Carbed up evolution

| Post published on February 2, 2015
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Dr Karen Hardy from the Catalan Institution for Research and Advanced Studies, along with an international team of experts on human evolution, genetics and environment, pulled together a wealth of data for their theory that – carbohydrate consumption, particularly in the form of cooked starch, was critical for the development of the human brain over the last million years.

Up to 25 per cent of the energy we make, and up to 60 per cent of our glucose, is used by our brain. Glucose is its preferred source of energy and a low carbohydrate diet makes it difficult to supply enough. Starches, an important source of glucose, were widely available to our ancestors in the form of tubers, fruits, seeds and nuts. Raw starches are not digested as well as cooked ones, when they change structure. During our last one million years of evolution we developed a significantly higher amount of the enzyme amylase, which is in our saliva and increases our ability to digest starch.

According to the theory, amylase genes increased once cooking became widespread and glucose for the brain became more available, which in turn enabled an increase in its size.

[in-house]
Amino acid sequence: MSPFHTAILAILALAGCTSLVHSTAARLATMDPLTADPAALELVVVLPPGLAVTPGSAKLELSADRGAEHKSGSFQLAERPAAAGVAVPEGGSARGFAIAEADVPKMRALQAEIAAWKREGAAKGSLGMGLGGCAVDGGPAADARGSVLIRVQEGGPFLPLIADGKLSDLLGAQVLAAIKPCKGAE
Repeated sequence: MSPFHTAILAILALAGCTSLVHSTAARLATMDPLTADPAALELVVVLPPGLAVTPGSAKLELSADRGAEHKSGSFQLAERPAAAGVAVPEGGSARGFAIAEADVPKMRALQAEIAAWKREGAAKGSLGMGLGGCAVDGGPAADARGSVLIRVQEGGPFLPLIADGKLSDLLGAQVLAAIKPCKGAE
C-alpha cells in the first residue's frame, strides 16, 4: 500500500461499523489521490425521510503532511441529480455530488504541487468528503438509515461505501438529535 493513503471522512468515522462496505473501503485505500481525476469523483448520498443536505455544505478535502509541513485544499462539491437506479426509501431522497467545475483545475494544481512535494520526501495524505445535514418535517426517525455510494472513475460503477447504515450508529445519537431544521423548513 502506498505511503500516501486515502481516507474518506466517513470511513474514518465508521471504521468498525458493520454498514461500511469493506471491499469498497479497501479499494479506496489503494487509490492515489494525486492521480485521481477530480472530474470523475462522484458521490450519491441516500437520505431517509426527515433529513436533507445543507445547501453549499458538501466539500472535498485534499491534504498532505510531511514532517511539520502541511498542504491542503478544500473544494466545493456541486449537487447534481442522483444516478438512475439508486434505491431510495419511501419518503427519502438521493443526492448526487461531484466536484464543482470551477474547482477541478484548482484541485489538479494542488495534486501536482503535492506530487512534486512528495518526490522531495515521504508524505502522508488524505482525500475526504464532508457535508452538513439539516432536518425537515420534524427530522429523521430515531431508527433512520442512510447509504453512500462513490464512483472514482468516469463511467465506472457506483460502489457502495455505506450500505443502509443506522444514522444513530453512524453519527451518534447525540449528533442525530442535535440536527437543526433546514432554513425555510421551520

Hardy et al. 2015. The Importance of Dietary Carbohydrate in Human Evolution. The Quarterly Review of Biology. 90 (3) 251-268.

About the author
Dr. Justine Butler
I joined Viva! as a health campaigner in 2005 after graduating from Bristol University with a PhD in molecular biology. My scientific training helped me research and write numerous reports, guides and fact sheets for Viva! including Meat the Truth, Fish-Free for Life, One in Nine (breast cancer and diet) and the substantial report on the detrimental health effects of consuming dairy; White Lies. This accompanied Viva!’s report The Dark Side of Dairy which spelt out the inherent cruelty of dairy farming. We were the first UK group to take on the dairy industry in this way, and many of our supporters go vegan after reading these reports.

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